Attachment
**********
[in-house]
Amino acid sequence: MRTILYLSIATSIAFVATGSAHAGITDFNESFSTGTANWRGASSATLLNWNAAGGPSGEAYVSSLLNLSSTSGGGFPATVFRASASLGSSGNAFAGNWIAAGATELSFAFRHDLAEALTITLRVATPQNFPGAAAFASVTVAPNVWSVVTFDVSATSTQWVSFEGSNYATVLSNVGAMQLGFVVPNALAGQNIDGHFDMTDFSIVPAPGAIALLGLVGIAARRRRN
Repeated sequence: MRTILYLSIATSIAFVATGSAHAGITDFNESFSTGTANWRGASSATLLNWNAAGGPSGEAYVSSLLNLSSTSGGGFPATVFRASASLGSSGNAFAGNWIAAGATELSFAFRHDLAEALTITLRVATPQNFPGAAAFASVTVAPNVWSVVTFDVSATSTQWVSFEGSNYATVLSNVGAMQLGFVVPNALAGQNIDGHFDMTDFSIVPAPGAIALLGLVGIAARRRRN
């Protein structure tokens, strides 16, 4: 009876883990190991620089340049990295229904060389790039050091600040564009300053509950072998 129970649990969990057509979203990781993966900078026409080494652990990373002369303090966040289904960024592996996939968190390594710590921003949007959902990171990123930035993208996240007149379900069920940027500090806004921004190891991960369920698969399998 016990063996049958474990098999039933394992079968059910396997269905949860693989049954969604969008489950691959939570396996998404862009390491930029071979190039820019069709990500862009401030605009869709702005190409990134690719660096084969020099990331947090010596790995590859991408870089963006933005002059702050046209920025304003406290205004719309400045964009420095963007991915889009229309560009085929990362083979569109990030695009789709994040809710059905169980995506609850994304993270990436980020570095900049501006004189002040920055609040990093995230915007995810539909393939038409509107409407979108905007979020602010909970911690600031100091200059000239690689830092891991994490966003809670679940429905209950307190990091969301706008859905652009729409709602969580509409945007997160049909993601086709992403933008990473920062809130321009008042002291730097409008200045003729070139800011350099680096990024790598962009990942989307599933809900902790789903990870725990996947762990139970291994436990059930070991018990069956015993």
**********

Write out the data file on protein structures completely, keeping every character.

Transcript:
[in-house]
Amino acid sequence: MRTILYLSIATSIAFVATGSAHAGITDFNESFSTGTANWRGASSATLLNWNAAGGPSGEAYVSSLLNLSSTSGGGFPATVFRASASLGSSGNAFAGNWIAAGATELSFAFRHDLAEALTITLRVATPQNFPGAAAFASVTVAPNVWSVVTFDVSATSTQWVSFEGSNYATVLSNVGAMQLGFVVPNALAGQNIDGHFDMTDFSIVPAPGAIALLGLVGIAARRRRN
Repeated sequence: MRTILYLSIATSIAFVATGSAHAGITDFNESFSTGTANWRGASSATLLNWNAAGGPSGEAYVSSLLNLSSTSGGGFPATVFRASASLGSSGNAFAGNWIAAGATELSFAFRHDLAEALTITLRVATPQNFPGAAAFASVTVAPNVWSVVTFDVSATSTQWVSFEGSNYATVLSNVGAMQLGFVVPNALAGQNIDGHFDMTDFSIVPAPGAIALLGLVGIAARRRRN
């Protein structure tokens, strides 16, 4: 009876883990190991620089340049990295229904060389790039050091600040564009300053509950072998 129970649990969990057509979203990781993966900078026409080494652990990373002369303090966040289904960024592996996939968190390594710590921003949007959902990171990123930035993208996240007149379900069920940027500090806004921004190891991960369920698969399998 016990063996049958474990098999039933394992079968059910396997269905949860693989049954969604969008489950691959939570396996998404862009390491930029071979190039820019069709990500862009401030605009869709702005190409990134690719660096084969020099990331947090010596790995590859991408870089963006933005002059702050046209920025304003406290205004719309400045964009420095963007991915889009229309560009085929990362083979569109990030695009789709994040809710059905169980995506609850994304993270990436980020570095900049501006004189002040920055609040990093995230915007995810539909393939038409509107409407979108905007979020602010909970911690600031100091200059000239690689830092891991994490966003809670679940429905209950307190990091969301706008859905652009729409709602969580509409945007997160049909993601086709992403933008990473920062809130321009008042002291730097409008200045003729070139800011350099680096990024790598962009990942989307599933809900902790789903990870725990996947762990139970291994436990059930070991018990069956015993």